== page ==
An angler fishing for carp at a reservoir in the West Midlands got the shock of his life when he landed a giant North American turtle.
The 25kg alligator snapping turtle, which is around two feet long, was snared by Steve Bellion, 23, at Earlswood Lakes, near Solihull.
It is believed the animal, thought to around 80 years old, has been biting through anglers' lines and preying on local wildlife for around a decade. The reptile, previously mistaken for an alligator, has escaped after being caught by anglers on previous occasions.
The creature, which has been rehomed at West Midland Safari Park, in Bewdley, Worcestershire, is thought to have been a pet which was dumped after becoming too big.
British Waterways said the turtle was caught in Earlswood's Engine Pool, where Mr Bellion fishes regularly.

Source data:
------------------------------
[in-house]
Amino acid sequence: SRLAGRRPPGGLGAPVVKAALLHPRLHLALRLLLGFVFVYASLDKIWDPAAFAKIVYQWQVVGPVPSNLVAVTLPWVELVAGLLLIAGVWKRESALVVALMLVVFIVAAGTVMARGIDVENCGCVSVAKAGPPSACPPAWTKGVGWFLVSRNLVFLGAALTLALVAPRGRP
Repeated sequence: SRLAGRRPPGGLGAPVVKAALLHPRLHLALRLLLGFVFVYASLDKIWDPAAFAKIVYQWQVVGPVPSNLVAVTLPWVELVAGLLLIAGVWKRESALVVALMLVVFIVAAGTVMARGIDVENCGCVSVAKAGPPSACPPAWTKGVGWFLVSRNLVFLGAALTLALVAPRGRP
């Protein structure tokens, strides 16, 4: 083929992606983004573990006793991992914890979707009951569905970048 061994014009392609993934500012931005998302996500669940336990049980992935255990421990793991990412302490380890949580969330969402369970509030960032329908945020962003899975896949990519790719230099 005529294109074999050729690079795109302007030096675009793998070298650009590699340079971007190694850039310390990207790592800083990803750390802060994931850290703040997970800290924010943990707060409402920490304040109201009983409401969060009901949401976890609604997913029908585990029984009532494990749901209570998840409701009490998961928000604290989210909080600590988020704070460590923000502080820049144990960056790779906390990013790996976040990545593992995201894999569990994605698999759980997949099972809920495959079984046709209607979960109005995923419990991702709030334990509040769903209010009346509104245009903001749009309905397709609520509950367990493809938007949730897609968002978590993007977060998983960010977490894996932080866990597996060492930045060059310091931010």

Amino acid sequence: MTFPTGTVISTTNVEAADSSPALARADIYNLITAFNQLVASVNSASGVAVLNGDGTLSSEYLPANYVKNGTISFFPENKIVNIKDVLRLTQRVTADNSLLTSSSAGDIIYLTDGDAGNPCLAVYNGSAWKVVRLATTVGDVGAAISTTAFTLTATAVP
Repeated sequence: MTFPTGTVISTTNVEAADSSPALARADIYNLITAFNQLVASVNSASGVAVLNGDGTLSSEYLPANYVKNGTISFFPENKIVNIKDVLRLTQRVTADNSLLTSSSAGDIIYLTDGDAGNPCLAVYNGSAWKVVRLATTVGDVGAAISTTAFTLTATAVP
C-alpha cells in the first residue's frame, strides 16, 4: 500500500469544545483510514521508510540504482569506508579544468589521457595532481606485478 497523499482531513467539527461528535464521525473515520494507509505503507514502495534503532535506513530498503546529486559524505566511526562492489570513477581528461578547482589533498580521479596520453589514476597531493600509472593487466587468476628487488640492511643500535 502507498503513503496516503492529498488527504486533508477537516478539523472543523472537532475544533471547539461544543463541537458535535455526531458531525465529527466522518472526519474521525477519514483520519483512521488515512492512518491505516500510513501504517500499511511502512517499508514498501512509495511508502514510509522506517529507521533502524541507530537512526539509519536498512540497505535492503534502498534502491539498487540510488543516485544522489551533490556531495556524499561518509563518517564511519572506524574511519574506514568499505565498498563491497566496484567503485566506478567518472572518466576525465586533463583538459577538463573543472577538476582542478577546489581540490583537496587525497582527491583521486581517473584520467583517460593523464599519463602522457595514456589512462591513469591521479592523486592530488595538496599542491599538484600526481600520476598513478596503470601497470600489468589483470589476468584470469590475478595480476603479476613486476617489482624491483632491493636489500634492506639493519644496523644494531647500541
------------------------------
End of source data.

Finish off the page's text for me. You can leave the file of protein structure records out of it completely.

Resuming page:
British Waterways ecologists transported the turtle to West Midland Safari Park after its capture, where it will remain permanently alongside another member of the same breed.
The alligator snapping turtle, North America's largest freshwater turtle, can weigh over 80kg and live to 160 years old.
British Waterways ecologist Paul Wilkinson said: "Although it is a shame that we are taking this special animal out of the wild, it is necessary to protect the natural balance and she should settle down nicely with the experts at the West Midland Safari Park.
"Steve has done a good job in landing the turtle and luckily had the knowledge of how to deal with such a large animal safely. It is not only illegal to release non-native species into the wild of the UK, there is also no need to do it - there are organisations that can help rehome unwanted reptiles."
Bob Lawrence, director of wildlife at West Midland Safari Park, said: "Thankfully alligator snapping turtles are a rarity in British waters - they can create havoc for native species.
"It's great the turtle now has a safe home. She appears to be in good health, and as we also have a male of the same species, we will be checking compatibility to ascertain the possibility of mating."